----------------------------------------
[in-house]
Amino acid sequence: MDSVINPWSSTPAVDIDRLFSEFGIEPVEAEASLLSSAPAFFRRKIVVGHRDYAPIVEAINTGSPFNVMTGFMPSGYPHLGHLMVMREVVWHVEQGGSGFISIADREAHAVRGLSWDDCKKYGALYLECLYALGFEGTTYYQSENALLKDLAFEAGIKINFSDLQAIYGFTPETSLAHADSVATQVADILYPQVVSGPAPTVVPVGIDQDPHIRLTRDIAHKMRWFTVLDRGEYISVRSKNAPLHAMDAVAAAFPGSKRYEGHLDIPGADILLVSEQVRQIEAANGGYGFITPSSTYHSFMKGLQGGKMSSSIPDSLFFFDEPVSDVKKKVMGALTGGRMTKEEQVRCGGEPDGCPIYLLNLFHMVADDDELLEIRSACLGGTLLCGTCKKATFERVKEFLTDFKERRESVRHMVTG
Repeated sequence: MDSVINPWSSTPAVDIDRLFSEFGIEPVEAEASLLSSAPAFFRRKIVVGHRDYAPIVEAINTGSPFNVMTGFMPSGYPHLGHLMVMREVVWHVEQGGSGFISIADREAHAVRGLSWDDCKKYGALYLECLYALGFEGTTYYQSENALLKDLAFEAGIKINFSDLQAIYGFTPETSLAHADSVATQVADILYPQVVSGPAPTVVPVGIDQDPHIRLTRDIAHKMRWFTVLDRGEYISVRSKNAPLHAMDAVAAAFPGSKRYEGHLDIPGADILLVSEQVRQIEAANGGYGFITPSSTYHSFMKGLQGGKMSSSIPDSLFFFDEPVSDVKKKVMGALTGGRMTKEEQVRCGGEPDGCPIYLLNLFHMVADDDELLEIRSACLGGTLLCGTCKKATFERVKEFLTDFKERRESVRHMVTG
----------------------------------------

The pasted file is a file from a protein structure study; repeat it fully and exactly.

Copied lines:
[in-house]
Amino acid sequence: MDSVINPWSSTPAVDIDRLFSEFGIEPVEAEASLLSSAPAFFRRKIVVGHRDYAPIVEAINTGSPFNVMTGFMPSGYPHLGHLMVMREVVWHVEQGGSGFISIADREAHAVRGLSWDDCKKYGALYLECLYALGFEGTTYYQSENALLKDLAFEAGIKINFSDLQAIYGFTPETSLAHADSVATQVADILYPQVVSGPAPTVVPVGIDQDPHIRLTRDIAHKMRWFTVLDRGEYISVRSKNAPLHAMDAVAAAFPGSKRYEGHLDIPGADILLVSEQVRQIEAANGGYGFITPSSTYHSFMKGLQGGKMSSSIPDSLFFFDEPVSDVKKKVMGALTGGRMTKEEQVRCGGEPDGCPIYLLNLFHMVADDDELLEIRSACLGGTLLCGTCKKATFERVKEFLTDFKERRESVRHMVTG
Repeated sequence: MDSVINPWSSTPAVDIDRLFSEFGIEPVEAEASLLSSAPAFFRRKIVVGHRDYAPIVEAINTGSPFNVMTGFMPSGYPHLGHLMVMREVVWHVEQGGSGFISIADREAHAVRGLSWDDCKKYGALYLECLYALGFEGTTYYQSENALLKDLAFEAGIKINFSDLQAIYGFTPETSLAHADSVATQVADILYPQVVSGPAPTVVPVGIDQDPHIRLTRDIAHKMRWFTVLDRGEYISVRSKNAPLHAMDAVAAAFPGSKRYEGHLDIPGADILLVSEQVRQIEAANGGYGFITPSSTYHSFMKGLQGGKMSSSIPDSLFFFDEPVSDVKKKVMGALTGGRMTKEEQVRCGGEPDGCPIYLLNLFHMVADDDELLEIRSACLGGTLLCGTCKKATFERVKEFLTDFKERRESVRHMVTG